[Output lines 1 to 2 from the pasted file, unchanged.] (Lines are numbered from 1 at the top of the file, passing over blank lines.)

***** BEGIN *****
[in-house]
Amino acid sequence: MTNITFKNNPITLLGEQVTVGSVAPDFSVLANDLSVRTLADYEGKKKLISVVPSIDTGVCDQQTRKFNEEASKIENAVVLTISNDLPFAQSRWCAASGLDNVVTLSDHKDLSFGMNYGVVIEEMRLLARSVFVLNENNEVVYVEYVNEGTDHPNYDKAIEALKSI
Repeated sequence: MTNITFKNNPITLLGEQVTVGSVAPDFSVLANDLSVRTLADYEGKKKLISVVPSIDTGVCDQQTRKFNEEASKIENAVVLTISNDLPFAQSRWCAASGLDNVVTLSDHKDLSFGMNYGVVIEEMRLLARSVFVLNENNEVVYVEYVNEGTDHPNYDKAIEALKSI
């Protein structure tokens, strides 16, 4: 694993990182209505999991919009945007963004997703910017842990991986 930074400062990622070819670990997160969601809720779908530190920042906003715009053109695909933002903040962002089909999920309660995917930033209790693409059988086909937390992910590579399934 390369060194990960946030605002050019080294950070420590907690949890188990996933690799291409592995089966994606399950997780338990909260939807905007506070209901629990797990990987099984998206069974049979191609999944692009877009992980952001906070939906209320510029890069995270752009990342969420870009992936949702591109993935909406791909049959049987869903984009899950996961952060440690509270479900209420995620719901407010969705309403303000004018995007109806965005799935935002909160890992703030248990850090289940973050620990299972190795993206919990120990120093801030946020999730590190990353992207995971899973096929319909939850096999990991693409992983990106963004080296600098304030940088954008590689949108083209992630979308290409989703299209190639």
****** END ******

[in-house]
Amino acid sequence: MTNITFKNNPITLLGEQVTVGSVAPDFSVLANDLSVRTLADYEGKKKLISVVPSIDTGVCDQQTRKFNEEASKIENAVVLTISNDLPFAQSRWCAASGLDNVVTLSDHKDLSFGMNYGVVIEEMRLLARSVFVLNENNEVVYVEYVNEGTDHPNYDKAIEALKSI